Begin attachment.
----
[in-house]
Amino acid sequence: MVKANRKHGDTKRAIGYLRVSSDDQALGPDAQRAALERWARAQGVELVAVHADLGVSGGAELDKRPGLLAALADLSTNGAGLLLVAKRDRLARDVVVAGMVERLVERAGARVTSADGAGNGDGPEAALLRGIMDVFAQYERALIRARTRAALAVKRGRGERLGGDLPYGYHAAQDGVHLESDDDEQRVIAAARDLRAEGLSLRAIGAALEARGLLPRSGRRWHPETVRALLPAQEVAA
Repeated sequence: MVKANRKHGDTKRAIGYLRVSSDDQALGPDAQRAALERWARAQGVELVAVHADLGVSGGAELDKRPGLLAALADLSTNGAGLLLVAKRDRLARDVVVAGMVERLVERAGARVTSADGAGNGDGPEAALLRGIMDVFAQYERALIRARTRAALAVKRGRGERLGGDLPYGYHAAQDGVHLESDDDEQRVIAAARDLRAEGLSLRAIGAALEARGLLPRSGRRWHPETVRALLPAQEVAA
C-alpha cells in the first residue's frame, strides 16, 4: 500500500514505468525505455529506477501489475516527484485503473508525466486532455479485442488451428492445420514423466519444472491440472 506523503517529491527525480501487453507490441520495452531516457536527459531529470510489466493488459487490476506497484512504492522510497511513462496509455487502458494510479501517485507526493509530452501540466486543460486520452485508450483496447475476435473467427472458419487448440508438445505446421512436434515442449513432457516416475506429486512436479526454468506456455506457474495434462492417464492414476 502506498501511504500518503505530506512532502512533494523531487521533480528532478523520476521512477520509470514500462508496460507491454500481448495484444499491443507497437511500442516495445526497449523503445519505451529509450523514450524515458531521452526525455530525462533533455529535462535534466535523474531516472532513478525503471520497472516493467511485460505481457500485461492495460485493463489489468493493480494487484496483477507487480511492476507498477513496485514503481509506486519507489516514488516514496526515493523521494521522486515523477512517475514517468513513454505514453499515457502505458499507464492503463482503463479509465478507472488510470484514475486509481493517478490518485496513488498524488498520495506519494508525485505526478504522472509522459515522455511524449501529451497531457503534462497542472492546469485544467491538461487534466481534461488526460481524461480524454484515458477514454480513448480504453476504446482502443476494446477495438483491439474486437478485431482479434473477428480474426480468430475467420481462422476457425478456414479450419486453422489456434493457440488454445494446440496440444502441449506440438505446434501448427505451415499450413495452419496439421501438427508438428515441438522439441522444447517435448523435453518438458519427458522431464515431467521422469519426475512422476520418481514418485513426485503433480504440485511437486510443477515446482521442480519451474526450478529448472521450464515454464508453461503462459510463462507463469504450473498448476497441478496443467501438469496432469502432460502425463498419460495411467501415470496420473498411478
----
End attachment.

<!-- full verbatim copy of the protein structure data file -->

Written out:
[in-house]
Amino acid sequence: MVKANRKHGDTKRAIGYLRVSSDDQALGPDAQRAALERWARAQGVELVAVHADLGVSGGAELDKRPGLLAALADLSTNGAGLLLVAKRDRLARDVVVAGMVERLVERAGARVTSADGAGNGDGPEAALLRGIMDVFAQYERALIRARTRAALAVKRGRGERLGGDLPYGYHAAQDGVHLESDDDEQRVIAAARDLRAEGLSLRAIGAALEARGLLPRSGRRWHPETVRALLPAQEVAA
Repeated sequence: MVKANRKHGDTKRAIGYLRVSSDDQALGPDAQRAALERWARAQGVELVAVHADLGVSGGAELDKRPGLLAALADLSTNGAGLLLVAKRDRLARDVVVAGMVERLVERAGARVTSADGAGNGDGPEAALLRGIMDVFAQYERALIRARTRAALAVKRGRGERLGGDLPYGYHAAQDGVHLESDDDEQRVIAAARDLRAEGLSLRAIGAALEARGLLPRSGRRWHPETVRALLPAQEVAA
C-alpha cells in the first residue's frame, strides 16, 4: 500500500514505468525505455529506477501489475516527484485503473508525466486532455479485442488451428492445420514423466519444472491440472 506523503517529491527525480501487453507490441520495452531516457536527459531529470510489466493488459487490476506497484512504492522510497511513462496509455487502458494510479501517485507526493509530452501540466486543460486520452485508450483496447475476435473467427472458419487448440508438445505446421512436434515442449513432457516416475506429486512436479526454468506456455506457474495434462492417464492414476 502506498501511504500518503505530506512532502512533494523531487521533480528532478523520476521512477520509470514500462508496460507491454500481448495484444499491443507497437511500442516495445526497449523503445519505451529509450523514450524515458531521452526525455530525462533533455529535462535534466535523474531516472532513478525503471520497472516493467511485460505481457500485461492495460485493463489489468493493480494487484496483477507487480511492476507498477513496485514503481509506486519507489516514488516514496526515493523521494521522486515523477512517475514517468513513454505514453499515457502505458499507464492503463482503463479509465478507472488510470484514475486509481493517478490518485496513488498524488498520495506519494508525485505526478504522472509522459515522455511524449501529451497531457503534462497542472492546469485544467491538461487534466481534461488526460481524461480524454484515458477514454480513448480504453476504446482502443476494446477495438483491439474486437478485431482479434473477428480474426480468430475467420481462422476457425478456414479450419486453422489456434493457440488454445494446440496440444502441449506440438505446434501448427505451415499450413495452419496439421501438427508438428515441438522439441522444447517435448523435453518438458519427458522431464515431467521422469519426475512422476520418481514418485513426485503433480504440485511437486510443477515446482521442480519451474526450478529448472521450464515454464508453461503462459510463462507463469504450473498448476497441478496443467501438469496432469502432460502425463498419460495411467501415470496420473498411478